Is Our Innovation Cycle Backward?


It came to me in a dream last night, that there was something puttha, or lefthanded, counter-cyclical, apa-pradakshina about this whole innovation business. The whole world just wants to get on with the business of len-den, transactional business, or even to accelerate whatever is already going on, expand it to new markets or incorporate rivals and so forth into the regular way of doing things, and our job is to make them stop. Rethink everything they are doing. Trace out the ties between means and ends, untie them, retie those elements together in another. All of this is exactly the opposite of the normal course, the conventional way of the world, its pradakshina.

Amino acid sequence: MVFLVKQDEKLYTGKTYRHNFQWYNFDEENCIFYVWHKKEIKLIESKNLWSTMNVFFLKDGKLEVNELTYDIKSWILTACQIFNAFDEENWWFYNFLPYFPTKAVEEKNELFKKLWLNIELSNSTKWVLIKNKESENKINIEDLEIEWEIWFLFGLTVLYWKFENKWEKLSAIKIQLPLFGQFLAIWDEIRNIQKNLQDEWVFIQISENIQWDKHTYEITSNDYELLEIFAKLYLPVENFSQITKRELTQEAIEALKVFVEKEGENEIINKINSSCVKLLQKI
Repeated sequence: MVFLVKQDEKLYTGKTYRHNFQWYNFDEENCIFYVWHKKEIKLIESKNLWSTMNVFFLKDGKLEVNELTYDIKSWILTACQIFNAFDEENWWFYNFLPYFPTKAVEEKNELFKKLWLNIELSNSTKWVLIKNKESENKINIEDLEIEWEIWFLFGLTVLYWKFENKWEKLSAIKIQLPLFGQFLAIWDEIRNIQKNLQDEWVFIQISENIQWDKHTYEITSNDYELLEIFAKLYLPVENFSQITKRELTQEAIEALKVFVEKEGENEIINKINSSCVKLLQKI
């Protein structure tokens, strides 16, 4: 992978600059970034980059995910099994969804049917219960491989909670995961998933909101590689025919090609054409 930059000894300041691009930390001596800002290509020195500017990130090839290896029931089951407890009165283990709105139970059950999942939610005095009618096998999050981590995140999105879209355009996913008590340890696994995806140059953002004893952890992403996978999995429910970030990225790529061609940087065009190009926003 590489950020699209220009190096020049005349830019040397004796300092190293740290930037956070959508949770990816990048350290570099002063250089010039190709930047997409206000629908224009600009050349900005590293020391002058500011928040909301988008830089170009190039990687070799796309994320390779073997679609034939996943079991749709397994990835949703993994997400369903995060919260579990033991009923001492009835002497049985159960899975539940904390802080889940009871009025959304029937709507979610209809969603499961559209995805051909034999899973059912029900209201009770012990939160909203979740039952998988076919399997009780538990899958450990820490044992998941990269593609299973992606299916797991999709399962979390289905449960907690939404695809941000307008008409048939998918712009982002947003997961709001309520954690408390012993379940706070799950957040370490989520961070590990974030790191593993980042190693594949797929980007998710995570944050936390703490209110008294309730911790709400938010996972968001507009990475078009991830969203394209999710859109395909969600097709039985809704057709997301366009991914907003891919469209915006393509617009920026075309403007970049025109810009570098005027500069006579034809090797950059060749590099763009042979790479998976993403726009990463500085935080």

For several years now, we have represented the innovation cycle as a circle with three component arcs. We’ve even described these arcs as meeting at three cardinal points: Twelve O’Clock, Four O’Clock, Eight O’Clock. And time, as we know, always runs clockwise.

But innovation processes don’t, or don’t necessarily. They first stop time, and then trace down the hidden meanings behind the flow of existing processes in time. In this sense, innovation processes might be better conceptualized and represented as running in the opposite direction to the regular flow of time in the world.

If there are no objections, we’re going to be inverting our innovation cycle laterally, to reflect this thinking.

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